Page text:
The Voice Inside

I have this voice inside of me. It’s only now beginning to speak. It’s only now able to ask for what I need. It is only now finding the words, reaching through the voices that have been with me since childhood.

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When we are babies, our needs are simple and our voice is simple. When we are hungry, we cry. When we are tired, we cry. When we wet ourselves, we cry. As we mature, we gain the ability to say more, ask for more, express more. At the same time, our needs evolve, and so does the voice that grows within.

I am forty-six years old. It has taken these years for this voice to develop. If I had lived to only thirty-five, I would not have felt the emergence of this voice. I would not have reached this developmental milestone, would never have known what this new stage feels like.

Some of have said that we have emotions of which we never speak simply because we don’t have the words to describe them. Perhaps we all are waiting for the voice inside to find a way to express what truly matters to us. It is not the voice of raw childishness (“I want” “pay attention to me”), nor is it the voice of rational adulthood (“you can’t” “you shouldn’t”), but rather a third voice that can only emerge when the time is right.voice

In the Bible, Jesus says “Ask and it will be given to you; seek and you will find; knock and the door will be opened to you.” These are good words to live by, but it seems that Jesus glossed over an important point. How can you ask for something when you don’t know the words to frame the question? Without a voice with the ability to express the need, the searching question lingers inside you, unformed.

I have this voice inside of me. It’s development is something over which I’ve no control. It has simply appeared and is with me now. It’s as if I were to suddenly grow a third arm, the seeds of which have been with me since birth. What should I then do with this new arm? Should I have it cut off because it’s “not normal”? Or should I make the best use of it that I can?

This voice has been silent all these years. I can feel it as it stretches, reaching for the words, finding the way to express what I need and formulating the right questions. If the eyes are the window to the soul, then the voice is the door. And the door is opening.
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I will listen as the voice speaks. I will give it the room it needs to grow, hushing the other voices that are louder and have been with me longer. I will hear what it’s saying and trust that it knows of which it speaks. Maybe, just maybe, it will become a friend and companion for this second half of my life.

With all due respect and credit to Tori Amos for the phrase “silent all these years.”

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Happy National PKD Awareness Day

I have a wristband. It’s one of those silicone rubber types, in a teal green color, and in six letters it delivers a simple message: END PKD.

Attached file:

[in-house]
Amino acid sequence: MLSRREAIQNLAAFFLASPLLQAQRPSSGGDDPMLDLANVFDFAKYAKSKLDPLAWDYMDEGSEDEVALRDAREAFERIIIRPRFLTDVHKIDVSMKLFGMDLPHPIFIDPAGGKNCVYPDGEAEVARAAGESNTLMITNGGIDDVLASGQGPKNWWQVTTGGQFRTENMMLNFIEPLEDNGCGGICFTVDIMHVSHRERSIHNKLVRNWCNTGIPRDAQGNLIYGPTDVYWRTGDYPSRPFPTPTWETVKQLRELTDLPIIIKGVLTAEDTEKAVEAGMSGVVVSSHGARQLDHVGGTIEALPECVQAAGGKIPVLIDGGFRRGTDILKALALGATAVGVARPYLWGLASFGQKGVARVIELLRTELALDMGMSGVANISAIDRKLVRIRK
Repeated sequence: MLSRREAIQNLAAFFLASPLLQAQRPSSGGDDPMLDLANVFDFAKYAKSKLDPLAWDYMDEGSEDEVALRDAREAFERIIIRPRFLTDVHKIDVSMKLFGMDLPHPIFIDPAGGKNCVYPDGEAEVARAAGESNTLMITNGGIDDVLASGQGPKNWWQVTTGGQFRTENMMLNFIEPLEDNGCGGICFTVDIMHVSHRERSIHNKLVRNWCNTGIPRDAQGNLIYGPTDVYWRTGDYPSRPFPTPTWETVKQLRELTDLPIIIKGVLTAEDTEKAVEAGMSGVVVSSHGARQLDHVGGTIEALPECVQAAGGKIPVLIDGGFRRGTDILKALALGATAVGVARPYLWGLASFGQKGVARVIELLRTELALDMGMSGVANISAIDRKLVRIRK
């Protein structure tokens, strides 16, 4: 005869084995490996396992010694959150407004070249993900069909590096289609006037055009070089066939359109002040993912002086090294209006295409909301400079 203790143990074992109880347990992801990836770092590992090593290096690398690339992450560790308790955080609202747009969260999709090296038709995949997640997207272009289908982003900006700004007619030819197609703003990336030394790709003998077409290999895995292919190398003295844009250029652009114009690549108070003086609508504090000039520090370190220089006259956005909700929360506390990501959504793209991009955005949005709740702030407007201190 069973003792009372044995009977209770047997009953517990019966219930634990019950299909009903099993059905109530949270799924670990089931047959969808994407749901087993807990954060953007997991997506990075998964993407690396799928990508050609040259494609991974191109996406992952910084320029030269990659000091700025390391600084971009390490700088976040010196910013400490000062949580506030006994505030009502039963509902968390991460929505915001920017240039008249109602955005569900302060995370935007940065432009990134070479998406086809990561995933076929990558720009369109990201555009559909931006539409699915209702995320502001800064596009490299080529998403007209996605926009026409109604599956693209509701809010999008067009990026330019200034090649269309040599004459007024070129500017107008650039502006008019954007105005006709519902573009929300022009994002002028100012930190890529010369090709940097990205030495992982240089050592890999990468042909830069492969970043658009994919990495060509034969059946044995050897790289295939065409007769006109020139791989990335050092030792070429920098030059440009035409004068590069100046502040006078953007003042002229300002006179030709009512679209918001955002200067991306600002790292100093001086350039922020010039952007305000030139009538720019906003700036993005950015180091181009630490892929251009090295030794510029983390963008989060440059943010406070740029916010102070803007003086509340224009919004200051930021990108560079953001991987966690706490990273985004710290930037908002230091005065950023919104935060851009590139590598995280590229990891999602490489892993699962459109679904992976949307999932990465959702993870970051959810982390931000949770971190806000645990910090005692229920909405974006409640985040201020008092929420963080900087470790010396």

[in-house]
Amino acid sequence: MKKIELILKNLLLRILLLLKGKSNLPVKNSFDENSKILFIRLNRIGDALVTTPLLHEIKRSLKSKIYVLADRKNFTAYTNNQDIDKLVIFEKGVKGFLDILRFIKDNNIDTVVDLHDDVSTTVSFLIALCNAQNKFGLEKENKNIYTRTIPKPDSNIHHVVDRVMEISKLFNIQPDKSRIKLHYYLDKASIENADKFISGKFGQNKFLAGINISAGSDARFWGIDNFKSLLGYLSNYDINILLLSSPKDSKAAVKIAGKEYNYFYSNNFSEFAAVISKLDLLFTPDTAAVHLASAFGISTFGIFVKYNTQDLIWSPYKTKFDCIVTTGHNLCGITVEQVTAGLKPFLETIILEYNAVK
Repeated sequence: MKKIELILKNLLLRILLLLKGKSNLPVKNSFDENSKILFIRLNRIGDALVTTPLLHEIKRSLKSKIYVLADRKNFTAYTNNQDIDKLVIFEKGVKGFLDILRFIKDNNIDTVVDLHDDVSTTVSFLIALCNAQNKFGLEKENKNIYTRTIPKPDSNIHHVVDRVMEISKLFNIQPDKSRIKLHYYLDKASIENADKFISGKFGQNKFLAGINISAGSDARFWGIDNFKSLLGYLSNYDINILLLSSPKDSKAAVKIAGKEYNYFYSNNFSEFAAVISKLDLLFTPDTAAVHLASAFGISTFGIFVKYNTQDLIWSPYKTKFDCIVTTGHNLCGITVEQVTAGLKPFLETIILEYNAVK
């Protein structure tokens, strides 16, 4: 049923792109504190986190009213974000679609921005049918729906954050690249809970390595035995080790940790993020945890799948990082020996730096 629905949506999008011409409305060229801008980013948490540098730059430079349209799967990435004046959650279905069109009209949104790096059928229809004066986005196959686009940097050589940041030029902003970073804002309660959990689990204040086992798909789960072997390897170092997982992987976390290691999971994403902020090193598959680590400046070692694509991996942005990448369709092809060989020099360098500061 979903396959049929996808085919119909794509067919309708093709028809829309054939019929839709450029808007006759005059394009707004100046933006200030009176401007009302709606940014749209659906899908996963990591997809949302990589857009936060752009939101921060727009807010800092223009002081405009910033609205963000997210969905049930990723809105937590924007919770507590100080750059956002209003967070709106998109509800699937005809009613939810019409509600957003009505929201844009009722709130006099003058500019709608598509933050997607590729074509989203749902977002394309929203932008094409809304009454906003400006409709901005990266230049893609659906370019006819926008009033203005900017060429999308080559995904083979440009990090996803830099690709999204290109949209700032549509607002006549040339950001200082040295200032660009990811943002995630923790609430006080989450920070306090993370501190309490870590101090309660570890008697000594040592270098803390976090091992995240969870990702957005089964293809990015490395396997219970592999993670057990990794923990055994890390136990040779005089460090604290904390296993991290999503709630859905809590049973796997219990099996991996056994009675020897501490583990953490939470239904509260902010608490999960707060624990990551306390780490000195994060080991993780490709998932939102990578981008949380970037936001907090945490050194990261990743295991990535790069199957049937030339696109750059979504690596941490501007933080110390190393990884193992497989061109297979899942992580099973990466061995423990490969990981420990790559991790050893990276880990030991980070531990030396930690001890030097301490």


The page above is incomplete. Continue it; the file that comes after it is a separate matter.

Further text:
When I wear my wristband, no one asks about it. It is overlooked, much like the disease it represents, a genetic disorder that is one of the four leading causes of kidney failure in the nation.

end_pkdPolycystic kidney disease, or PKD, affects millions of people worldwide. My wife suffers from it. Cysts filled her kidneys to the point where they became more than twice their normal size and began to cease functioning.

There is no cure for PKD. The outcome is always the same: sooner or later, the sufferer reaches end stage renal failure. At that point, the only options are dialysis or an organ transplant.

Last year, my wife, who is in her mid-forties, received the news that her kidneys were failing. She was put on the national organ transplant waitlist but we both knew that waiting for a donor to come forward was a long shot. The idea of spending years dependent on dialysis seemed both unpleasant and medically less than ideal. A living kidney donation, we were told, was the best alternative. But whose kidney?

In February of this year, I decided to offer myself as a potential donor. If I said it was an easy decision to make, I’d be lying, since there were many factors to consider. We do not share the same blood type and we are obviously unrelated, so I thought it might not work out. But making the offer and getting screened was a small act that felt like the right thing to do.

As it turned out, the screening showed I was a suitable match. On August 15, we had the transplant surgery. I came to believe it to be a way to move forward and do something positive for her, for our children, and for our families.

As you read this, my kidney is working in my wife in place of the ones that PKD destroyed. However, this does not end PKD for her or for the population. Much has yet to be done to understand how the disease works. Current research holds out hope that, by reducing cyst growth with appropriate medication, those with the disease can delay end stage renal failure and live with their own kidneys for as long as possible.

Today is National Polycystic Kidney Disease Awareness Day. I am wearing my wristband both as a symbol of where we’ve been and as a reminder of what we still need to do. If you see me, ask me about it. I’ll be happy to tell you what it means.